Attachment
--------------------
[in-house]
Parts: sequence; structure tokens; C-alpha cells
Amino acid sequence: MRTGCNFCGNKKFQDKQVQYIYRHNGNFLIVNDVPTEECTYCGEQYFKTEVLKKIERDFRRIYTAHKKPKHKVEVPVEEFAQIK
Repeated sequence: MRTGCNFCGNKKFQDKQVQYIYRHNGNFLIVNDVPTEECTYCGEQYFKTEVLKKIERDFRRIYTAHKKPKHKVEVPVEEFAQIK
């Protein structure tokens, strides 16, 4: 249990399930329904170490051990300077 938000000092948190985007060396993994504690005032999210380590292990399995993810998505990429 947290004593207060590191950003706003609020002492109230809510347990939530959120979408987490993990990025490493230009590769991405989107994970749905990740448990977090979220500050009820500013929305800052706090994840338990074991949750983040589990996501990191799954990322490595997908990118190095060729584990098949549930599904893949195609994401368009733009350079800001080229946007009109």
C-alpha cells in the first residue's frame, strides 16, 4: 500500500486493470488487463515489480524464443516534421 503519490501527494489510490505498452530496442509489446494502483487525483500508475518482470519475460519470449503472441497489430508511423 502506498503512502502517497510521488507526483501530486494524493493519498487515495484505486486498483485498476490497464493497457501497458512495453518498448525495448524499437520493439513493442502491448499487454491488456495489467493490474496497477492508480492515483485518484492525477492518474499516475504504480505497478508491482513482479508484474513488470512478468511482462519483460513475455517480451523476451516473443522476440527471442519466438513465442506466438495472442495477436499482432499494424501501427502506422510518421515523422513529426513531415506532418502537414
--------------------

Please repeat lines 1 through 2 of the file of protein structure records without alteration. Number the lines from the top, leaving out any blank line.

[in-house]
Parts: sequence; structure tokens; C-alpha cells